Working with a new clinical instructor can be daunting when you’re not sure what the expectations will be. Professional expectations in a clinical setting can vary based on your environment. For example, it may be acceptable in one setting for some office staff to wear Steelers jerseys on the Friday before a game (Go Steelers!). In another setting, it may be considered completely unprofessional. In any clinical situation, there are some things you can do to make yourself stand out that are sure to impress any clinical instructor.
1. Request specific feedback and evaluate yourself consistently.
Rather than waiting for your clinical instructor to give you feedback, ask them for feedback about specifics skills that you are trying to improve. Additionally, try to honestly evaluate your own performance. This shows that you are thinking critically and taking an active role in your clinical education. Examples could include, “I think the patient was confused by my test instructions – do you have any suggestions for ways I could be more concise?” and “I think I did a pretty good job when teaching that patient how to put the hearing aid in his ear – do you have any suggestions for me to improve this skill?” Even if you think you did a great job, there may always be room for improvement!
2. Try to understand the “why” behind what you’re doing.
Going through your day doing things the way they’ve always been done without questioning why is not a stimulating, fulfilling, or impressive way to practice. It is also not appropriate for a doctoral level clinician. For example: Why do you use supra-aural headphones and not inserts to test ultra high frequency thresholds? Why does interaural attenuation vary by frequency and how were the average values calculated? Why is it important to measure Real-Ear to Coupler Difference on all patients when doing hearing aid fittings? The answers are not, “Because that’s how it’s always been done” or “That’s just how I was trained.” Challenge yourself to dig deeper and understand why the evidence leads us to do what we do.
3. Get a little notebook to keep in your pocket and write things down.
As a clinical instructor, I do not want to show you how to do the same things 10 times. Things like how to level the Verifit, score and interpret QuickSIN testing, and complete tinnitus pitch and loudness matching are great things to write down in a notebook because they have clear steps to follow that do not change. Not everything you do will be as simple as following a set number of steps, but you should not need to be shown how to these simple things several times.
4. Bring a blank copy of the Placement Expectation Worksheet (Mormer et al, 2013) – or a similar form used by your institution – on your first day and review it with your instructor.
Elaine Mormer and colleagues from the University of Pittsburgh developed a great tool for students and clinical instructors to use to clearly outline expectations (not only for clinical practice, but even for logistical things like “What are the front desk staff’s names?”). It is a great way to initiate conversations like how to contact each other in case of emergency or last-minute changes to schedules, what you should expect to do when patients cancel or there is down-time, where the bathrooms in the clinic are, how you should introduce yourself to patients, etc. You know – the stuff that you only realize you should have talked about after it’s clear that you didn’t know what to do! The Placement Expectation Worksheet is Table 4 in the 2013 article An Evidence-Based Guide to Clinical Instruction in Audiology.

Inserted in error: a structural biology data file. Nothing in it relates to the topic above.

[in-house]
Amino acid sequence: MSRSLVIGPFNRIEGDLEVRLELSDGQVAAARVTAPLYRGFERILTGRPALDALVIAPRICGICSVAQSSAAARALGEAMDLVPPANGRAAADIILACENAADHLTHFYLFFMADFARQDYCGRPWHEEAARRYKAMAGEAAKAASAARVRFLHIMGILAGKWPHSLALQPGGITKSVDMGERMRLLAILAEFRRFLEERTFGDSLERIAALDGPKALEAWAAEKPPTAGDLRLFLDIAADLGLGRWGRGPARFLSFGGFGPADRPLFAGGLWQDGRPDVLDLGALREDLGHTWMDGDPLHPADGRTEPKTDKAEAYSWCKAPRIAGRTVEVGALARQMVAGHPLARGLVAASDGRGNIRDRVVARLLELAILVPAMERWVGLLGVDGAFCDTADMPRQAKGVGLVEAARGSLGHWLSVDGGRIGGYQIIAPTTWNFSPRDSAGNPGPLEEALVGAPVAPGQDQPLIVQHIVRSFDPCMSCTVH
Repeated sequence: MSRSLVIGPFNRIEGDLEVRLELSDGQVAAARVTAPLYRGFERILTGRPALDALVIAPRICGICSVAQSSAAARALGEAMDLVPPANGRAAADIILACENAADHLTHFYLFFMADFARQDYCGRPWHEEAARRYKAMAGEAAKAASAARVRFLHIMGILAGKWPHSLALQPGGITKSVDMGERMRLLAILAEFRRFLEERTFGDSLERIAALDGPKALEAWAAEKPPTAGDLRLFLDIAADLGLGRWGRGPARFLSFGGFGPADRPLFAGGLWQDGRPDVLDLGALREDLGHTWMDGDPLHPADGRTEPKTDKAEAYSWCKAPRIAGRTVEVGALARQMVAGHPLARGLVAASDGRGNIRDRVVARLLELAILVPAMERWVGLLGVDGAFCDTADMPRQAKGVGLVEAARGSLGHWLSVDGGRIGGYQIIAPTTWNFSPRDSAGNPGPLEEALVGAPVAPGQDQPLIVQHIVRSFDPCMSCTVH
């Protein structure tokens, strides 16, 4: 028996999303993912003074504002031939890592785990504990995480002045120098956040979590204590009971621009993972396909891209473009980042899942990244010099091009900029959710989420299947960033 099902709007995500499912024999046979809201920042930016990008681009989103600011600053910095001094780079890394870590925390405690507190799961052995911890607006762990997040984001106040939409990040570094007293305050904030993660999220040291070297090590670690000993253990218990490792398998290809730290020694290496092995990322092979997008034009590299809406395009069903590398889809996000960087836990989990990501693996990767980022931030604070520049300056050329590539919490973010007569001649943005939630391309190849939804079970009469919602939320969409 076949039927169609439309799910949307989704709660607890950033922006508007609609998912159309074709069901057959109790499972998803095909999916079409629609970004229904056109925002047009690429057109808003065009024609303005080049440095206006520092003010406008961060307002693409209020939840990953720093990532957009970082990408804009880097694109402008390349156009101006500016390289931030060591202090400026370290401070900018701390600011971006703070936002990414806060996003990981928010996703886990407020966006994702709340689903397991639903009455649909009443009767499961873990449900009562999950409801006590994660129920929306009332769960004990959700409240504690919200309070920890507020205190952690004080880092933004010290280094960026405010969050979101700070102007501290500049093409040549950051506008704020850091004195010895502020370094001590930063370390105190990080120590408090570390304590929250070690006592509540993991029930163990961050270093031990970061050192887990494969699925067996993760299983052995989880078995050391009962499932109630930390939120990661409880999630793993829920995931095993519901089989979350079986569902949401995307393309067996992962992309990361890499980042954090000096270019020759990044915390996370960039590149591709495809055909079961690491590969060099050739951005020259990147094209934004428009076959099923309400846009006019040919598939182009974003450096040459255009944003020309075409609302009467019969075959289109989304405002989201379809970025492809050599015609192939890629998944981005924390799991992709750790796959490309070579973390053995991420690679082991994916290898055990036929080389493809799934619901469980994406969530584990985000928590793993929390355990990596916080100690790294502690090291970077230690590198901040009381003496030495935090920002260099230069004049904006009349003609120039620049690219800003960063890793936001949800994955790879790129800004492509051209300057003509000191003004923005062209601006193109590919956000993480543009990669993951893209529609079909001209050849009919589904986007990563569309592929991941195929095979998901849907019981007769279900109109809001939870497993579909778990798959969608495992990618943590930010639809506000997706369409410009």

5. Take ownership of your patients and come prepared to contribute to their care.
You should not show up to clinic and expect that your instructor will allow you to just follow them around. Instead, you should look at the day’s schedule before the day of clinic, familiarize yourself with the patients, and think about how you can improve or streamline their visit. For example, if you see that a patient is coming for a hearing aid delivery, you can: print a copy of their audiogram, enter the patient into NOAH, familiarize yourself with how to connect the hearing aids to the software, etc. Obviously, these specific examples are skills that will apply to more advanced students who have some clinical experience. For students with less clinical experience, you can still prepare yourself for the day by familiarizing yourself with the types of appointments and the patients’ histories. For example, if you are seeing a patient for a hearing aid evaluation, you can print their audiogram and read any ENT notes that are available to see if there is any significant otologic history. Look up any terms that you are not familiar with. Think about the patient’s hearing aid style and technology options and come prepared to discuss your thoughts with your instructor prior to the appointment.
By doing these things, you will demonstrate to your clinical instructor that you are committed to taking full advantage of their expertise and your time with them. They will appreciate your dedication, preparedness, and thoughtfulness. Go forth and impress your instructors!
Lori Zitelli joined UPMC as an audiologist in 2012. She received her clinical doctorate in Audiology from the University of Pittsburgh. She is a part-time lab instructor at the University of Pittsburgh and teaches a Clinical Procedures Lab for first-year AuD students. Her special interests include amplification, tinnitus/decreased sound tolerance evaluation and treatment, clinical education, clinical research, and interventional audiology. She is an active fellow of the American Academy of Audiology.
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